When we pulled into the lot, she wasn’t there. In fact, no one was. We hadn’t seen another car in 20 minutes. We reached out to her again to let her know we had arrived and waited. Another 20 minutes went by before a mid-size SUV pulled in and a masked woman with two small children in the backseat greeted us and told us to follow her to where the bus was parked. She turned up a dirt road that twisted into BLM land and eventually pulled into a clearing where we saw the bus, in all its tan glory. 

The bus looked huge, even against the landscape of trees and mountains. It was 32 feet of solid metal and windows, with a huge side hatch and a flat front Though the bus didn’t have the engine Ryan was hoping for, we were assured that it could handle cross-country travel as it was driven to Utah from Pennsylvania with no incident just three months prior. Since purchasing it, the seller had mostly used it as a glorified tent. She hadn’t tested the water system, water heater, solar system or cooked anything in the kitchen. She knew the furnace, some of the electric and wood burning stove worked and that it ran. Everything we knew about bus mechanics, Ryan had learned over the last few months from forums and blog postings, and it wasn’t much. We slept in the bus that night to feel it out. By morning, based solely on the romance of watching the sunrise through the back window, I was convinced we should buy it.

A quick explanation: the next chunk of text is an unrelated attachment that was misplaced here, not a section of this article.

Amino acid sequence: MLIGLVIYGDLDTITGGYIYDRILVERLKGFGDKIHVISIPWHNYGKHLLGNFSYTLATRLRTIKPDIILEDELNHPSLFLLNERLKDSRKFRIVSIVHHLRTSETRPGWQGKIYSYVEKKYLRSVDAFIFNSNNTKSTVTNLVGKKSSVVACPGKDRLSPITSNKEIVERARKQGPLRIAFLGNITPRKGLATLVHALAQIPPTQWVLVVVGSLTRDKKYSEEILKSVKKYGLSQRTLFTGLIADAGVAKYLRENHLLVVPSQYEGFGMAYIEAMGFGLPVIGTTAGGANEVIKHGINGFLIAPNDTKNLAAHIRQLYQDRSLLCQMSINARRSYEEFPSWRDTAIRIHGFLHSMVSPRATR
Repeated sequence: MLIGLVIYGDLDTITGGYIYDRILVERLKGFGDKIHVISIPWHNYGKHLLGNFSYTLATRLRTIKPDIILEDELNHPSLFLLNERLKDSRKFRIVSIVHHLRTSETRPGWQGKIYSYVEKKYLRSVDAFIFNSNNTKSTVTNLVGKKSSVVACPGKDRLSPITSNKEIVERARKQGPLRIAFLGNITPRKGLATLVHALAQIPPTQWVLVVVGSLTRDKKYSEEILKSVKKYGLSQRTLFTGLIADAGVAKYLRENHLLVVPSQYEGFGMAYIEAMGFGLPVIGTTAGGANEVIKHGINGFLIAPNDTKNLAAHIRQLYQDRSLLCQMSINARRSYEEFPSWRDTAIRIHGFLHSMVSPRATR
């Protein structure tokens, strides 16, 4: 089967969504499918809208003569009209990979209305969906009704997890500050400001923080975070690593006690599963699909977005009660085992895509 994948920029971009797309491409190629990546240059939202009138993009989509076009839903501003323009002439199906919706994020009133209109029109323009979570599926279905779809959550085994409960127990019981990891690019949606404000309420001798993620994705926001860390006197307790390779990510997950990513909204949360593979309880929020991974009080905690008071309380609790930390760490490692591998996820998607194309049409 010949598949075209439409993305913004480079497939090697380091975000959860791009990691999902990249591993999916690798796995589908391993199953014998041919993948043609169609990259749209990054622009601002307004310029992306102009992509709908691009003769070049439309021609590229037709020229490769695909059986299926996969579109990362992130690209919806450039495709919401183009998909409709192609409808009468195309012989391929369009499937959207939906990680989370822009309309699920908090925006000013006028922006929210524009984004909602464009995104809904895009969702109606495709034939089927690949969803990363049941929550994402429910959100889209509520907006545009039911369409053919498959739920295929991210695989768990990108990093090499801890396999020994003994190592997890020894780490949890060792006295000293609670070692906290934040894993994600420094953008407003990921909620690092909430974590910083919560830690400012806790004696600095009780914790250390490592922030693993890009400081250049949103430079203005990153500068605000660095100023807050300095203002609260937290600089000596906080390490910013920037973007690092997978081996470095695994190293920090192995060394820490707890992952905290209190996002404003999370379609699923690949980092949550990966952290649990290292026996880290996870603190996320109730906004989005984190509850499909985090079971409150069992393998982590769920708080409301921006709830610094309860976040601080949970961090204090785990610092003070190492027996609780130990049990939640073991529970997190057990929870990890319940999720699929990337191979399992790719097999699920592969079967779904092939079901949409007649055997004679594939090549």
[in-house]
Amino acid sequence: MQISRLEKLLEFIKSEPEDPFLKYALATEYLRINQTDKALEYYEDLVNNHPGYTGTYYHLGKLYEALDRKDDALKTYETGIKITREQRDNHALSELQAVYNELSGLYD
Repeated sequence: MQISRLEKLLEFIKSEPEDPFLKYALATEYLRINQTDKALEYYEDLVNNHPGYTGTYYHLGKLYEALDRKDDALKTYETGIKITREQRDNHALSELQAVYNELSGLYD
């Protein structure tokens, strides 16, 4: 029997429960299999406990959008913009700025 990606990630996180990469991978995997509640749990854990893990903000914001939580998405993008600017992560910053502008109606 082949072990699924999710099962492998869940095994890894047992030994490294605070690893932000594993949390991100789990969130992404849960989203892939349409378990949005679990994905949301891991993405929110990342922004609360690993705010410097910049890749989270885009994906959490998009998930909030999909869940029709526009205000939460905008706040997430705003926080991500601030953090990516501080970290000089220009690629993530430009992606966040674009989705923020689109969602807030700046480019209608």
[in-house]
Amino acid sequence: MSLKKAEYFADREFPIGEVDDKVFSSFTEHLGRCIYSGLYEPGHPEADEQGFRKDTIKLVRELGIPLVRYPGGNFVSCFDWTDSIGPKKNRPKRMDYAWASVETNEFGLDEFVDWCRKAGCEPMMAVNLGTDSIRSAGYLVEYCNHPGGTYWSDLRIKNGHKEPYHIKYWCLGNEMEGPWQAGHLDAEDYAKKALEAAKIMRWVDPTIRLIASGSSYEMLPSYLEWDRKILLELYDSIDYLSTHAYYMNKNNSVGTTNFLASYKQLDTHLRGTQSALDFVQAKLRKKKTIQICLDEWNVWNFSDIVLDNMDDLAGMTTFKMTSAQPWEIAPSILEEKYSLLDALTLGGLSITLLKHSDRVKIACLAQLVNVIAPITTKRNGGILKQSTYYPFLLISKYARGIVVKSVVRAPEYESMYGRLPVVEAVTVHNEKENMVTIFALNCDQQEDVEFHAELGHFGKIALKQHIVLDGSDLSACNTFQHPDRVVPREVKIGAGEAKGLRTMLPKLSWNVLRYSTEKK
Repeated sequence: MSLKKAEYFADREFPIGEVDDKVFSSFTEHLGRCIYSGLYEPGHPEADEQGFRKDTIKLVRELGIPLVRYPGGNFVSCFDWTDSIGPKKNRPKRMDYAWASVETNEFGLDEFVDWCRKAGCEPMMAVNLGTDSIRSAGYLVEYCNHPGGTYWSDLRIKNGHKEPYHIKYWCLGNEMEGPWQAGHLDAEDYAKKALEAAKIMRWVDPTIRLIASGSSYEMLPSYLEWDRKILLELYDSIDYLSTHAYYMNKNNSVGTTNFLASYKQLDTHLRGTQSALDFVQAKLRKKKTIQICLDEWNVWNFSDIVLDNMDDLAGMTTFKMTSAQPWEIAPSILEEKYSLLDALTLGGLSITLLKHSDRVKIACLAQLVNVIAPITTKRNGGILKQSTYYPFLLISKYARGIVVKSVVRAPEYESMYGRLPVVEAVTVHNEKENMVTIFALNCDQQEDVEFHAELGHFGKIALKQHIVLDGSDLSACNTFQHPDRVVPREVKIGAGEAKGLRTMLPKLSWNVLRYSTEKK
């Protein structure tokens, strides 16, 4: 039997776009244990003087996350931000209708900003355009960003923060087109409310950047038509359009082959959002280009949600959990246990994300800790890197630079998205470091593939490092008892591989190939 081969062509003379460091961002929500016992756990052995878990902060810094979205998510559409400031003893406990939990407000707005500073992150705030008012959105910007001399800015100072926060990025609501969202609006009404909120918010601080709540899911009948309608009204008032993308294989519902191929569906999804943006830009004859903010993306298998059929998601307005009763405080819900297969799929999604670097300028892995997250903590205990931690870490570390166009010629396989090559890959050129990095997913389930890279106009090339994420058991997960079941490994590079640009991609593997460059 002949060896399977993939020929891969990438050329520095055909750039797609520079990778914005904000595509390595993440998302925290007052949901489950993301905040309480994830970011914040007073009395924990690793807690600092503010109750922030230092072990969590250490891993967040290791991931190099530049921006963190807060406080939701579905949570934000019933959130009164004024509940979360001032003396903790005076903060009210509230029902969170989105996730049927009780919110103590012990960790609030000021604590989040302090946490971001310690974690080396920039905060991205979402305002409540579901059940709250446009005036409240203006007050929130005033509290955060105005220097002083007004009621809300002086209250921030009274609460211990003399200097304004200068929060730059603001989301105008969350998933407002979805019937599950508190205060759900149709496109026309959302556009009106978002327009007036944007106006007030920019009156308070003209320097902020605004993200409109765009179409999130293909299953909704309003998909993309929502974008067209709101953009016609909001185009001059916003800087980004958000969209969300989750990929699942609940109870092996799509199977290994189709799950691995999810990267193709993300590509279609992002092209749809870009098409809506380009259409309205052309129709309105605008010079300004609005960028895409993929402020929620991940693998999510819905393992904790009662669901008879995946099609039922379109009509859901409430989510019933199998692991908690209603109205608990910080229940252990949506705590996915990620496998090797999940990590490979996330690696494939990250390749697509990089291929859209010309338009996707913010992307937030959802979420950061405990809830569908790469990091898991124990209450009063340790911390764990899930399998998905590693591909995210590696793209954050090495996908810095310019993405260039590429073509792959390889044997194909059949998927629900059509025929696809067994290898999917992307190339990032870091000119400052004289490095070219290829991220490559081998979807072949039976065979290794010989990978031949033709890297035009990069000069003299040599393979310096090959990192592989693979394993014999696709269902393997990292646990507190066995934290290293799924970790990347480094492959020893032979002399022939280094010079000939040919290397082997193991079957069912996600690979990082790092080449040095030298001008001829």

We started by calling around for insurance. We read that this is commonly difficult because many companies want nothing to do with converted school buses. Thankfully, the bus was already titled as an RV. When we called our local State Farm agent, they were super helpful. We couldn’t believe it when they told us our policy for a year would only cost $450 for full coverage with collision. We paid over the phone and we were emailed our insurance cards. A strong start, I thought. 

Paying the seller was far more difficult. The closest bank was over an hour away and she wanted a cashier’s check and wanted to see the funds available in her account before signing over the title. Understandable, for sure, but it was Thursday, the 2nd of July and banks were closing early and would be closed the 3rd due to the holiday falling on a Saturday. We took the three hour round trip to our bank, got the check and barely made it to her bank before they closed. She was uncomfortable when she was told she wouldn’t be able to verify the funds until the following Tuesday or Wednesday, but, agreed to let us leave with the bus when we were able to show her the money had been released from our account. Everything felt very tense.